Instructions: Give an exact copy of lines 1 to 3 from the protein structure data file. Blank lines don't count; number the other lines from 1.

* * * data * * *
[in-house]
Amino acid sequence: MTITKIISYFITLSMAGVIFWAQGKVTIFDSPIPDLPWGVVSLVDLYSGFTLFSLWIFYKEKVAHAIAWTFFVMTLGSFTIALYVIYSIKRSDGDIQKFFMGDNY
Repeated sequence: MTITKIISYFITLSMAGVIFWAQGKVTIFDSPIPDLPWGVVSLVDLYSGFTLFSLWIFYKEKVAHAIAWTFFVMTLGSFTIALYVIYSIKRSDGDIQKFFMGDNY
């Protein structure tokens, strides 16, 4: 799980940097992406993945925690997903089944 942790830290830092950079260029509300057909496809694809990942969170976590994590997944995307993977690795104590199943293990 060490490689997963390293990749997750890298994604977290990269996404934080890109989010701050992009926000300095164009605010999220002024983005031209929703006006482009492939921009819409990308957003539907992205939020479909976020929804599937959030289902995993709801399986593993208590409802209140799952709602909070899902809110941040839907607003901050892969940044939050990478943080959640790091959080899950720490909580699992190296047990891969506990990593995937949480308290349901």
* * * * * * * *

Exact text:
[in-house]
Amino acid sequence: MTITKIISYFITLSMAGVIFWAQGKVTIFDSPIPDLPWGVVSLVDLYSGFTLFSLWIFYKEKVAHAIAWTFFVMTLGSFTIALYVIYSIKRSDGDIQKFFMGDNY
Repeated sequence: MTITKIISYFITLSMAGVIFWAQGKVTIFDSPIPDLPWGVVSLVDLYSGFTLFSLWIFYKEKVAHAIAWTFFVMTLGSFTIALYVIYSIKRSDGDIQKFFMGDNY